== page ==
Transport is inexpensive, the buses and trains are extremely cheap but be warned, you might not have a seat, which is pretty tedious if you’re on a four-hour journey! Tuk tuks are everywhere, they’re a breezy comfortable way to travel and it’s the only door to door service.
Sri Lanka is extremely well-connected. 3G was available just about everywhere we traveled, which meant, we could use the internet on our phones, and set up WiFi hotspots. We also used our dongle so we had internet on our laptops at all times. Pretty crucial when you’re trying to work and play all at the same time. Topping up is relatively simple, we chose Dialog because we’d were told it was the best telecoms company in the country. Simply head into any shop with the Dialog logo (they’re everywhere) and buy a top up card, a 500MB data card will cost you a mere 50p. We highly recommend purchasing a 3.5g Universal Dongle before you leave home, the upload/download speed is awesome for 3G and has been a lifesaver for us many times.
Before we arrived we hadn’t realised that we would be traveling in low season. And we never really understood why. The monsoon season was over, which meant there were bright blue skies everyday and temperatures were perfect, at around 30 degrees on the coast and 25 degrees in the hills. But we were told by many different people that high season starts in November and runs through to February. The positive to this was that we didn’t have to book anywhere in advance, there was always space in our chosen guesthouse, on a train (in 1st Class) etc But we felt the atmosphere would have benefited from a few more people, often we were the only people in the guesthouse (despite picking the most popular accommodation according to Trip Advisor or The Rough Guide) And, it’s sad that such an amazing country only gets visited for four months of the year. We often pondered how the locals survived where their businesses relied on tourism alone.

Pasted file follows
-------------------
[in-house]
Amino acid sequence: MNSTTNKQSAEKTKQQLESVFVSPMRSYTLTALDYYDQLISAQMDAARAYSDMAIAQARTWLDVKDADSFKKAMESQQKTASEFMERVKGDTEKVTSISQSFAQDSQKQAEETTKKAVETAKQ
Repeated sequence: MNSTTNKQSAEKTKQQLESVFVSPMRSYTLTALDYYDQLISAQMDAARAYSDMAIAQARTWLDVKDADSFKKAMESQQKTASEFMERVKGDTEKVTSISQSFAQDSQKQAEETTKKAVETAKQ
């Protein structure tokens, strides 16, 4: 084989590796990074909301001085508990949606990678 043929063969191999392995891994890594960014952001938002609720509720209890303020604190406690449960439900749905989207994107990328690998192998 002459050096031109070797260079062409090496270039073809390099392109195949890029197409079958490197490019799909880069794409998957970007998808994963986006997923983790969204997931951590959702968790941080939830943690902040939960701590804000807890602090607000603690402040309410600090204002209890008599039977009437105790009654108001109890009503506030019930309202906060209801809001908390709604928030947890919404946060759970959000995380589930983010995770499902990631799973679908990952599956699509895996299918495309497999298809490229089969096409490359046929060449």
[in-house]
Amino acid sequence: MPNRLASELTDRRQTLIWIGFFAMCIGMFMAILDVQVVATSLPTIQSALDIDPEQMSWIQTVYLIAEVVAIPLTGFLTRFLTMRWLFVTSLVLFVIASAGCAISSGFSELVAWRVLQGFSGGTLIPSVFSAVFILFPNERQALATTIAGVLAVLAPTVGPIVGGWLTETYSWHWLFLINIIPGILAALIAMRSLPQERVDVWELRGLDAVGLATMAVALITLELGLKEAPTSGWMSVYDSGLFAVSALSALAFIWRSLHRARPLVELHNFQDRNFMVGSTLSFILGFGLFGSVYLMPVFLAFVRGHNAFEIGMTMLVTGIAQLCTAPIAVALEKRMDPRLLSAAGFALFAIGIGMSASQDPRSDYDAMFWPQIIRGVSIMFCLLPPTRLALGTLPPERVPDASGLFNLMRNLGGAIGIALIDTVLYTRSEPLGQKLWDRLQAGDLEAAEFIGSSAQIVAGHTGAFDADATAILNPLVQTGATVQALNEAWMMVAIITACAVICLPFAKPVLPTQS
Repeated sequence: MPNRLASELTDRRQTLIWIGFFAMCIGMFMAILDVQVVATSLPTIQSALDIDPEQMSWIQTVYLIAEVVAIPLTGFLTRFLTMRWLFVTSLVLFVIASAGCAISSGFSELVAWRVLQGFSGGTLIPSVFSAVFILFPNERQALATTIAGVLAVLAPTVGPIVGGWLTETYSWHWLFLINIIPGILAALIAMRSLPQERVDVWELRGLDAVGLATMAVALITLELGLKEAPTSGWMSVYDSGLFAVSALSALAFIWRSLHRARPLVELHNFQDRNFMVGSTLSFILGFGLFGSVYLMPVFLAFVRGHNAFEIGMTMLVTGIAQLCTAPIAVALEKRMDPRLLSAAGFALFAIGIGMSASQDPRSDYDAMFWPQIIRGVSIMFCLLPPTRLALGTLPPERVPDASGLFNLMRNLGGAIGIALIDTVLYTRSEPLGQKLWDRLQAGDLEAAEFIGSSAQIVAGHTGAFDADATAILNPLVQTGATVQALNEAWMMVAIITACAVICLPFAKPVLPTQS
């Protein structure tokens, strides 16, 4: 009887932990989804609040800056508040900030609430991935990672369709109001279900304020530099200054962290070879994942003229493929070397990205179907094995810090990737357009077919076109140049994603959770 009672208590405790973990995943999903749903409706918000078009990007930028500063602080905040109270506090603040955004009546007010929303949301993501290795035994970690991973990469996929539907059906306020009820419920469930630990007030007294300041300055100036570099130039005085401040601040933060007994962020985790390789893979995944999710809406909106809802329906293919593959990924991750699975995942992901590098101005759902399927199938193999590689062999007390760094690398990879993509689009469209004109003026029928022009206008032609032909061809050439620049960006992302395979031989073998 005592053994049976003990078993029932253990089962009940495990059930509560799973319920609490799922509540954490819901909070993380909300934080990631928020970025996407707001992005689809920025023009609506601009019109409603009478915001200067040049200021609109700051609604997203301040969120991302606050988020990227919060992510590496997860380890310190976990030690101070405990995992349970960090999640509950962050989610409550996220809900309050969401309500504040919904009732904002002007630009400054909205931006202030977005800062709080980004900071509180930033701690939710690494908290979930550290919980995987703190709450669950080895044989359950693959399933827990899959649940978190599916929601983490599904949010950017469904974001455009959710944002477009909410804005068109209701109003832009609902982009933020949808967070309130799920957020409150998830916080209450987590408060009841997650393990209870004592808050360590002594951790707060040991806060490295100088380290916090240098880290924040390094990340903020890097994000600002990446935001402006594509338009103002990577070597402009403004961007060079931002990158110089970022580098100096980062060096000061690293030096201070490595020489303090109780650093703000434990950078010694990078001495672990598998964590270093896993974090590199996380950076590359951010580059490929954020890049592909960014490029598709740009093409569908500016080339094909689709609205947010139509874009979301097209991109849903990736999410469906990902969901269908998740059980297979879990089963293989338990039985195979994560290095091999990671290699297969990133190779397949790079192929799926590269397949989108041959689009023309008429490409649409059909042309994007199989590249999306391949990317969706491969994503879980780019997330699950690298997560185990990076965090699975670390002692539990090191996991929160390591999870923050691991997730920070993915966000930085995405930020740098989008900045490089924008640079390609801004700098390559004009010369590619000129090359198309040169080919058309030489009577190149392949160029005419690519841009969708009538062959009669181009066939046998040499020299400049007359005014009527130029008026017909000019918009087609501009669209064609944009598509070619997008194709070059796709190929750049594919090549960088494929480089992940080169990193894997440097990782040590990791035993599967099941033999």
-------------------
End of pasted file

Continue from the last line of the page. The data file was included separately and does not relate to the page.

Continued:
2) It’s Undiscovered
Although you’ll bump into other travelers along the way, Sri Lanka is largely undiscovered by the backpacker crowd. Therefore, there’s no set route, and with lots of sites to see some people tend to zig-zag all over the place, which kicked up a few issues…
a) Sometimes we felt these places were wasted. We’d found a gorgeous beach, with activities, cool bars playing awesome music… and we were the only ones there. After traveling through Central America where the backpacker route is well established (but not over run) we sometimes felt a little flat and that Sri Lanka deserves a more bubbling scene. Obviously it’s hard to make sure the balance is kept, and it doesn’t get mauled by tourists, we certainly don’t want this to be the next Koh Phangan.
b) It meant we had to spend a lot of time researching where to stay, how to get there, what to do, where to eat, etc. It’s not very clear until you actually arrive in the city or town, so we often spent an hour or more researching each day to make are we had an enjoyable experience in the next location. This ate into our work time and although we love to research, it’s useful when you can chat to other travelers and get tips about where they’ve been. Unfortunately, these opportunities were few and far between.
Most of the guesthouses offer free WiFi, but we found that in most of the places we stayed it wasn’t working, or it was terribly slow. This may have been our bad luck, but we think it was usually down to the fact they were using 3G (i.e. a dongle plugged into their router) which will suffice for checking emails but try downloading or uploading and you’re on your own. If you need the internet for work purposes I highly recommend you set yourself up with dialog data sim cards, without these we’d have been unable to fulfill our commitments in most of the locations.
1) Upgrading to air con
When booking accommodation you’ll quickly realise that a room with air conditioning can cost you three or four times as much as the same room without it. This is a weird pricing phenomenon that we found throughout the whole country and I have no idea why. I understand air con can be expensive to run but quadrupling the price seems a little overboard, so my advice is to acclimatise quickly, look for spacious rooms with a decent fan and let the sea provide you with some natural a/c.
2) Curry for breakfast
It was a great novelty at first but I have to say, after three weeks I was missing my usual bowl of Fruit ‘n’ Fiber. Eating curry for breakfast feels like a very unhealthy way to start the day so I often skipped breakfast and filled up on fruit smoothies instead.
I have to say, that we absolutely loved Sri Lanka and we can’t wait to return, lets hope we can rate Indonesia and The Philippines as highly as this beautiful island :)